It's the last set of the London 2012 singles final. Andy Murray steps up to the baseline to deliver the opening serve. After a few calculations he tosses the ball in the air with supreme confidence. He has maths on his side and it has given him the secret to the perfect serve...
Ok – it might be a little far-fetched to imagine the Olympic tennis champions performing calculations on the baseline but Nick Ovenden, a mathematician from University College London, has. "A fast serve can be an extremely effective weapon in tennis," says Ovenden. But no matter how fast you serve, you'll give your opponent a chance to adapt if you repeat the same serve each time. "The perfect tennis serve relies on keeping your opponent guessing about how the ball may bounce out of the service box – this can be achieved by putting spin on the ball."
Figure 1: The spinning of a tennis ball as it flies through the air (the ball is moving into the page and spinning around an axis at an angle of from vertical with an angular momentum of radians per second) causes a difference in air pressure between one side of the ball and another – the Magnus effect
Ovenden worked with Acer and Intel to mathematically analyse the delicate balance of forces involved in a tennis serve as part of a series of activities to celebrate the launch of the new Acer Intel Ultrabook series. His analysis includes the three forces acting on a tennis ball as it flies through the air: gravity, aerodynamic drag, and something called the Magnus effect which results from the ball's spin.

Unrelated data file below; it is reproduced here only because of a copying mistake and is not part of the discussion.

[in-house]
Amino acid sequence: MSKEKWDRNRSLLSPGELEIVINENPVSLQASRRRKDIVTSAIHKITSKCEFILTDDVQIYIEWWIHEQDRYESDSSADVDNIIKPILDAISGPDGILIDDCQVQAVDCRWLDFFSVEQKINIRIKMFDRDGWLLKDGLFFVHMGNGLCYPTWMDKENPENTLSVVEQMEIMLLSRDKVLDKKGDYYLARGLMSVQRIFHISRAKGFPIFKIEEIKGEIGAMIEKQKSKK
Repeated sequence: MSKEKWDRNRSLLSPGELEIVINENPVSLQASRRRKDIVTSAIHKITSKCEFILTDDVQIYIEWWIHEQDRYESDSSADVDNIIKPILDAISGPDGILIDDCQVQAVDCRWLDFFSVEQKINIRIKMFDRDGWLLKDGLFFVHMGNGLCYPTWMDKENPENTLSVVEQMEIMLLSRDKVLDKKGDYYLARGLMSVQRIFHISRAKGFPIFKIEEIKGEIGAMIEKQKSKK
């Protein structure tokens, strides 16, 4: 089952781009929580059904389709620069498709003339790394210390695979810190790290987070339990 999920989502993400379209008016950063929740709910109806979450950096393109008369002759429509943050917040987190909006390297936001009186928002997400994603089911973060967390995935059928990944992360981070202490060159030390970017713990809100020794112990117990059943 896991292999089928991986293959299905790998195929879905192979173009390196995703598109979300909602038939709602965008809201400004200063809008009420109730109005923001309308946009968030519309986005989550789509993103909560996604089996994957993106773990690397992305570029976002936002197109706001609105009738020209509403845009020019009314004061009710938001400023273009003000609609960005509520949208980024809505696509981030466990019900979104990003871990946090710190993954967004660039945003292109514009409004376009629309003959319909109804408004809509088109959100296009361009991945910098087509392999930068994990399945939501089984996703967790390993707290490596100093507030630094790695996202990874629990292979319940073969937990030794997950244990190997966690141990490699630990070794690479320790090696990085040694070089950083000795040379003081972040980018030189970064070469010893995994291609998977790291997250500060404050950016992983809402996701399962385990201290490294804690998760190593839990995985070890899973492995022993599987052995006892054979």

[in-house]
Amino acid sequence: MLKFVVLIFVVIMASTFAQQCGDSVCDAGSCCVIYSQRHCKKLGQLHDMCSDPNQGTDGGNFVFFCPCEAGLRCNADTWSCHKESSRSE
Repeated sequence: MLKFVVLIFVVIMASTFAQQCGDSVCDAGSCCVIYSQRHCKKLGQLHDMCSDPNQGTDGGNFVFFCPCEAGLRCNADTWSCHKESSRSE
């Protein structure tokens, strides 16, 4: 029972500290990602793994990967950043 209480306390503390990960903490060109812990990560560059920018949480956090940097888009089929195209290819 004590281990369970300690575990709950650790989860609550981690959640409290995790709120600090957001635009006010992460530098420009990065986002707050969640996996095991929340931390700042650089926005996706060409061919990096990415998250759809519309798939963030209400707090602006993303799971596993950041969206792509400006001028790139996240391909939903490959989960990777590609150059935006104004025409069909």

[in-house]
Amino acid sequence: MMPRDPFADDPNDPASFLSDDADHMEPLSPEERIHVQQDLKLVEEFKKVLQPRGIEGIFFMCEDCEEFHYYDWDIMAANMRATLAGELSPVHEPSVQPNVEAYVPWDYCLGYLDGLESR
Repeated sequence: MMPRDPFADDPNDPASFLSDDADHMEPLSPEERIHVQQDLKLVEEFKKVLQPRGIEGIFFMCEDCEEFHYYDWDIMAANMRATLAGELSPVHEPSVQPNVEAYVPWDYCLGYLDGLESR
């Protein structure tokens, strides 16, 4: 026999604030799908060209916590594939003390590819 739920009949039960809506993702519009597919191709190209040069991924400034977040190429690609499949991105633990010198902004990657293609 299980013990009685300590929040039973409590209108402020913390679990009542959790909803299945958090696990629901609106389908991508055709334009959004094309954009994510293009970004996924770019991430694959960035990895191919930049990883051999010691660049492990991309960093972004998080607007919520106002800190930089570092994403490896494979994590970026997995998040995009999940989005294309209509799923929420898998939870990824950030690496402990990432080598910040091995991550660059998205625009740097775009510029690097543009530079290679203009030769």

The Magnus effect comes from the ball spinning as it moves through the fluid (the air). "The fluid near the ball's surface that is travelling towards the flow will be impeded and thus slows down, increasing fluid pressure," says Ovenden. "In contrast, the fluid near the opposite surface of the ball that is travelling away from the flow will be speeded up lowering fluid pressure locally. The pressure difference across the ball then leads to a net force that curves the ball towards the low pressure side."
A slice serve happens when the player hits the ball so that it spins like a top ( in figure 1). This causes the ball to curve from right to left in the air as it crosses the court. "If you are going to put slice spin on the ball then naturally the ball must start travelling in a direction to the right of the straight line [to your intended target] so it can curve back."
Ovenden has calculated that the angle of deviation, in Figure 2 below, from the straight line to your intended impact spot, is
Figure 2: A slice serve occurs when the ball is hit with side spin, causing the ball to curve to one side.
The player can also put top spin on their serve, by brushing their racket up the back and over the top of the ball as it leaves the racket ( in the figure 1). "This leads to a negative lift force (or larger pull downwards) which makes the ball loop down towards the ground at a steeper angle," says Ovenden. "The steeper angle makes the bounce higher and wilder (kick) making it difficult to return." Ovenden has calculated that any serve has to satisfy this top spin constraint:
In fact, introduce too much top spin and you are much more likely to hit the net. To ensure you don't score a net fault Ovendon has calculated a constraint that echoes the constraint for top spin. In order to clear the net your serve must satisfy:
The combination of slice spin and top spin makes the ball's path and bounce far harder to predict for your opponent. And varying these with each serve could be the winning formula, as long as you satisfy these three important constraints. Perhaps there's still time for Murray's coach to include some maths in his preparations for the match today...